March 21 is World Down Syndrome Day. With this day the autonomy and individual independence of the people with Down syndrome is demanded, in particular the freedom to make their own decisions and to be full citizens.

Down syndrome is a naturally occurring chromosomal arrangement that has always been a part of the human condition, exists in all regions across the globe and commonly results in variable effects on learning styles, physical characteristics or health.

Adequate access to health care, to early intervention programmes and to inclusive education, as well as appropriate research, are vital to the growth and development of the individual.

We join in this celebration, which seeks to increase public awareness and remember the valuable contributions of people with Down Syndrome as promoters of the well-being and diversity of their communities.

Ocular impairment

At ocular level most patients show some alteration (almost in 70% of the cases).


It is an inflammation or infection of the edge of the eyelids, which causes redness and palpebral swelling. It is very important to treat it as this prevents secondary alterations caused by the ocular rubbing produced by the itching in the area.


Progressive thinning of the cornea that causes its deformation of the same in the shape of a "cone". Its high incidence could be related by the ocular rubbing caused by blepharitis.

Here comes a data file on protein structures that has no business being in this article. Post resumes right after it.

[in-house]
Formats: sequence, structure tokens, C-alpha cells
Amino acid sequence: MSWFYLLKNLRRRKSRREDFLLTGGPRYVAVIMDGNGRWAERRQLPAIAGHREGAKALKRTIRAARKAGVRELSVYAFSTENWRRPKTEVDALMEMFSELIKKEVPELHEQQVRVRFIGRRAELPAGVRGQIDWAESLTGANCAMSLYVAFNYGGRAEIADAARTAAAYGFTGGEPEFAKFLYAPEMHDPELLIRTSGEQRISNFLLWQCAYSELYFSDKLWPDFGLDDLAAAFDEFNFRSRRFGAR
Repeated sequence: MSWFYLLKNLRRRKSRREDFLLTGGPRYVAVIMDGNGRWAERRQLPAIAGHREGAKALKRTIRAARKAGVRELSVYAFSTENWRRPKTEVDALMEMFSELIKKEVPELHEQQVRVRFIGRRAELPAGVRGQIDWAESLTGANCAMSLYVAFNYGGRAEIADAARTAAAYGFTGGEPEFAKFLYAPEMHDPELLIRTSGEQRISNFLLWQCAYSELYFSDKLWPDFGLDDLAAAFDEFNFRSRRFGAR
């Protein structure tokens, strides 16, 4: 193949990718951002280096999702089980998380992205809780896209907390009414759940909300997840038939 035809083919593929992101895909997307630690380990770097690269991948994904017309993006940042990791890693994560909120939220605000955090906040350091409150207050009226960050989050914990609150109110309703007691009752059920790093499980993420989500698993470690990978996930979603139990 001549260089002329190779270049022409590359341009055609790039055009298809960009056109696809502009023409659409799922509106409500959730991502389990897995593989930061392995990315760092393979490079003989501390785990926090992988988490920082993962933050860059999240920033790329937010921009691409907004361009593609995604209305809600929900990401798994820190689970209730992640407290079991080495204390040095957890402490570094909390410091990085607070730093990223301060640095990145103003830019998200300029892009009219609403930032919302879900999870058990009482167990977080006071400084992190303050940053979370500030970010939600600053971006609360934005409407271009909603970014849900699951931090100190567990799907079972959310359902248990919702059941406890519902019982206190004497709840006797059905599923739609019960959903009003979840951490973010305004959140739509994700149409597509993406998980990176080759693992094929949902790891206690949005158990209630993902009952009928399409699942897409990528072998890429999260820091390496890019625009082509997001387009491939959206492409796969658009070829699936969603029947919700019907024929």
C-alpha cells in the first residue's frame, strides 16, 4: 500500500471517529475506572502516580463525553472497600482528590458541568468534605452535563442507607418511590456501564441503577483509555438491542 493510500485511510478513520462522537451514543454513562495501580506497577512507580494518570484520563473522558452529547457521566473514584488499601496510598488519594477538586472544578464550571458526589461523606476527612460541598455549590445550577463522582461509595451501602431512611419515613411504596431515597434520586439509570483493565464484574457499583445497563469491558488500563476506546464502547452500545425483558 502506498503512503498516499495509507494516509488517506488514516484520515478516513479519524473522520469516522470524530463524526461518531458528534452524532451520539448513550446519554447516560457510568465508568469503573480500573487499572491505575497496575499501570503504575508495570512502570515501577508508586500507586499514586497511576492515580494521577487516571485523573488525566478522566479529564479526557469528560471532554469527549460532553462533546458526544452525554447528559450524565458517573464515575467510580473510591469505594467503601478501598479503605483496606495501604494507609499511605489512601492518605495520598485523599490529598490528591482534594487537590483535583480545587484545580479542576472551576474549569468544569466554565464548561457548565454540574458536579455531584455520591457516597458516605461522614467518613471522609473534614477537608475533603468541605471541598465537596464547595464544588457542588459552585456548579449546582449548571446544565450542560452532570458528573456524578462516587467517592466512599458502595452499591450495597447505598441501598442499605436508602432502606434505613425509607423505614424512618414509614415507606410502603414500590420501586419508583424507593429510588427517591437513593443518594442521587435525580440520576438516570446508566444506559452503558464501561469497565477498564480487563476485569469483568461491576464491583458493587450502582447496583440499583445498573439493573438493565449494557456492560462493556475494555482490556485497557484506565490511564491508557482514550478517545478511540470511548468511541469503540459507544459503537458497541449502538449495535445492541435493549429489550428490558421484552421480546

They are lens opacities. Depending on the age in which they appear there are different types:

  • When they appear prematurely, they are usually total, compromise vision and frequently require surgical treatment.
  • If they develop in childhood or adolescence are cortical or polar. In these cases they slightly affect vision and do not usually require surgery.

Myopia, hyperopia and astigmatism

Refractive errors are more frequent in children with Down syndrome than in the general population. Farsightedness is the one that has a higher incidence, followed by astigmatism and myopia.

Tear duct disorders

They are also more frequent, with secretions and frequent tearing.


It is the lack of parallelism of the visual axes so that each eye looks in different directions. The most common in Down syndrome is horizontal strabismus, "inward or outward turning of the eyes”. Some cases may require surgical treatment to avoid an amblyopia or "vacant eye".


It is a rhythmic and involuntary oscillation of the eyes, usually bilateral and conjugate, ie it affects both eyes equally.

It is very important to go to the ophthalmologist as soon as possible to perform the diagnosis and early treatment in case there is ocular pathology and ensure an adequate development of the visual system. In addition, the visual abilities of children with Down syndrome are, in general, superior to the auditory ones, and a strong point for their learning